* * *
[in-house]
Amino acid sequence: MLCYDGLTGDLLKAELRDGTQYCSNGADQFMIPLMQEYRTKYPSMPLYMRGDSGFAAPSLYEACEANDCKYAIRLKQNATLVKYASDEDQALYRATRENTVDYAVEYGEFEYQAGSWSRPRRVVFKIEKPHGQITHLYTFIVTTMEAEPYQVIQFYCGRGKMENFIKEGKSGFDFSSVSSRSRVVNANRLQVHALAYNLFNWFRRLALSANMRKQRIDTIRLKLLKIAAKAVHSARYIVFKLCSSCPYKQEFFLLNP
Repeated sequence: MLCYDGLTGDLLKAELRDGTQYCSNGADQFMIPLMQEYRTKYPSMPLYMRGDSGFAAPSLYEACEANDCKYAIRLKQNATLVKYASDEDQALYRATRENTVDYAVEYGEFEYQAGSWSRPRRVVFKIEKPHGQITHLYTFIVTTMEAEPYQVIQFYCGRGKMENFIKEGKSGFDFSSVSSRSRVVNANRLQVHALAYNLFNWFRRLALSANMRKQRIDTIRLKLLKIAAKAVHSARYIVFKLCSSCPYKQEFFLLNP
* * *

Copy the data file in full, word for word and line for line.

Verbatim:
[in-house]
Amino acid sequence: MLCYDGLTGDLLKAELRDGTQYCSNGADQFMIPLMQEYRTKYPSMPLYMRGDSGFAAPSLYEACEANDCKYAIRLKQNATLVKYASDEDQALYRATRENTVDYAVEYGEFEYQAGSWSRPRRVVFKIEKPHGQITHLYTFIVTTMEAEPYQVIQFYCGRGKMENFIKEGKSGFDFSSVSSRSRVVNANRLQVHALAYNLFNWFRRLALSANMRKQRIDTIRLKLLKIAAKAVHSARYIVFKLCSSCPYKQEFFLLNP
Repeated sequence: MLCYDGLTGDLLKAELRDGTQYCSNGADQFMIPLMQEYRTKYPSMPLYMRGDSGFAAPSLYEACEANDCKYAIRLKQNATLVKYASDEDQALYRATRENTVDYAVEYGEFEYQAGSWSRPRRVVFKIEKPHGQITHLYTFIVTTMEAEPYQVIQFYCGRGKMENFIKEGKSGFDFSSVSSRSRVVNANRLQVHALAYNLFNWFRRLALSANMRKQRIDTIRLKLLKIAAKAVHSARYIVFKLCSSCPYKQEFFLLNP